Isn't water and laundry detergent from your washing machine supposed
to be pumped to your septic tank (if you have one)? I recently
discovered that my father has been pumping the water to the outside
ground. I would think that would be bad for the environment since it
has all that laundry detergent and bleach in it. I would also think
that would be bad considering he has well water. Any thoughts?
I'm sure the water used to be pumped to the septic tank. I think he
changed things when that pump broke.
Grey water disposal depends on local codes. In some areas it is perfectly
legal. Depending on soil type, there is little difference between running
grey water through the septic tank to a leach field and just running it out
to the ground.
Not necessarily bad: In many parts of the world 'grey' water is
disposed of that way. It's often used to water plants for example. In
some cases golf courses.
It's called 'recycling', much better than adding it municipal sewage
and dumping into a waterway or the ocean.
Some claim that the large amounts of detergent etc. in wash water slow
down the proper bacterial action of a septic tank.
Depends mostly on local codes. In most cities, it's probably not going to be
legal to dump the wash water anyplace where it's going to wind up in a storm
sewer along with rainwater. In most rural areas, probably no big deal.
Doug Miller (alphageek at milmac dot com)
On Thu, 13 Dec 2007 14:29:45 GMT, firstname.lastname@example.org (Doug Miller)
Good point, detergents, particularly ones with some phosphate in it
are plant nutrients. On plants that is good, in estuaries it causes
algea blooms. The soap componant also fights nematodes but, again, you
don't want your river to have a "head" on it.
On Thu, 13 Dec 2007 01:49:01 -0800 (PST), "Mike S."
I run both my washing machine and bathtub out on the lawn. There's no
sense overloading the septic. Of course I am rural and not bothered
by inspectors and such. Most neighbors do the same. The toilet is
the main thing tha needs a septic, but the kitchen sink tends to have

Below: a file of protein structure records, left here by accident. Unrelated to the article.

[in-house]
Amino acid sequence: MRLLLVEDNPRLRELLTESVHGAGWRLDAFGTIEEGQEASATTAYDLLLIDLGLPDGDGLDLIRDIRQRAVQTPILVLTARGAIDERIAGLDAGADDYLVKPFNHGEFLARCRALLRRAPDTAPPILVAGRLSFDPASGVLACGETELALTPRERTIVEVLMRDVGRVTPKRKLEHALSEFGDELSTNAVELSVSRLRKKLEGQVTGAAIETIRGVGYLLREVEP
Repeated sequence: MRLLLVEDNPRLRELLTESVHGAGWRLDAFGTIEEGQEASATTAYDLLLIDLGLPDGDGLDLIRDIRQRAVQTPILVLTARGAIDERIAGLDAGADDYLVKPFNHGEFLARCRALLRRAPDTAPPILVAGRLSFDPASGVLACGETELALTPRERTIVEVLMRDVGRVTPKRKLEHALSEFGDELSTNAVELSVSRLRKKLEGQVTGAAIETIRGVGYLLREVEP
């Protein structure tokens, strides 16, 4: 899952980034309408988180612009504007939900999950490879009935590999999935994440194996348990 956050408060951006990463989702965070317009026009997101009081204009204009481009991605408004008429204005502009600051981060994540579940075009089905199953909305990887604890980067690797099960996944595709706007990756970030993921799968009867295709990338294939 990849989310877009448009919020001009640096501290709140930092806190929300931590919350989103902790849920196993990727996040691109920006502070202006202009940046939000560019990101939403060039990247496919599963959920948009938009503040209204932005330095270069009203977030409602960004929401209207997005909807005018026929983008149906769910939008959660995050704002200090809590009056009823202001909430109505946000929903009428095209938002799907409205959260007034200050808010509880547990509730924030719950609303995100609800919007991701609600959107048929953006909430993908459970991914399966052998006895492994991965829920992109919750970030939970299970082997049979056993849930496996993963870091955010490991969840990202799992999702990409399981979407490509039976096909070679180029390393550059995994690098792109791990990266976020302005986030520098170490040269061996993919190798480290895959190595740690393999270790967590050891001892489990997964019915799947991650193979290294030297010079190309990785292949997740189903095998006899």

greasy water and with a garbage disposal it's worse. Either way, the
kitchen sink should also go to the septic. The bathroom sink is
optional. Mine goes to the septic just because I did not want to
change the plumbing, otherwise that too would go out on the lawn.
That little bit of toothpaste and had soap is not going to hurt
anything. As far as detergent and bleach from the wash machine, just
use an environmentally safe detergent. I dont think bleach is all
that bad for the lawn in the small amounts used. One thing, keep the
discharge as far away from the well as possible.
One final note, I run my tub pipe along side of my garden. The pipe
is underground above the garden (I'm on a hill), then it's on the
surface lower down and extends about 30 feet down the hill below the
garden. In the summer I remove a fernco coupler and let the tub water
go into the garden. I rigged a piece of pvc with holes drilled in it,
so it dont flood the garden and wash away plants. The rest of the
year it goes further downhill. I keep the lower section of pipe above
ground because a few times it froze in winter. That way I can remove
the fernco and jam the garden hose in the pipe with hot water to thaw
it. This only happened twice in 8 years and was due to too much snow
building up at the end of the pipe. I've learned to shovel it away
after a snowstorm, and on a few occasions I have put a few cups of
rock salt at that pipe end to break up the ice buildup.
As far as the code, I was told that this is not allowed, but not
enforced either, and like I said, every one does it around here.
The toilet is the main thing tha needs a septic, but the kitchen sink
tends to have
In reading some old "do it yourself" books, I've read that it used to be
that a small grease trap (looked like a miniature septic tank) was put in
the kitchen drain line just outside the foundation. Then the water
continued on to the main septic tank. The grease trap was cleaned out now
and then as it had a visible lid on top.
It seems to me that some places in California required that grey water be
used to water lawns/plants, etc as water was too valuable to send to the
sanitary system without getting the most out of it. I seem to remember that
in Mesa, AZ. they promoted doing this to save on costs of treating it at the
treatment plant. Of course this was mostly in the more rural areas where
the neighbors wouldn't complain.
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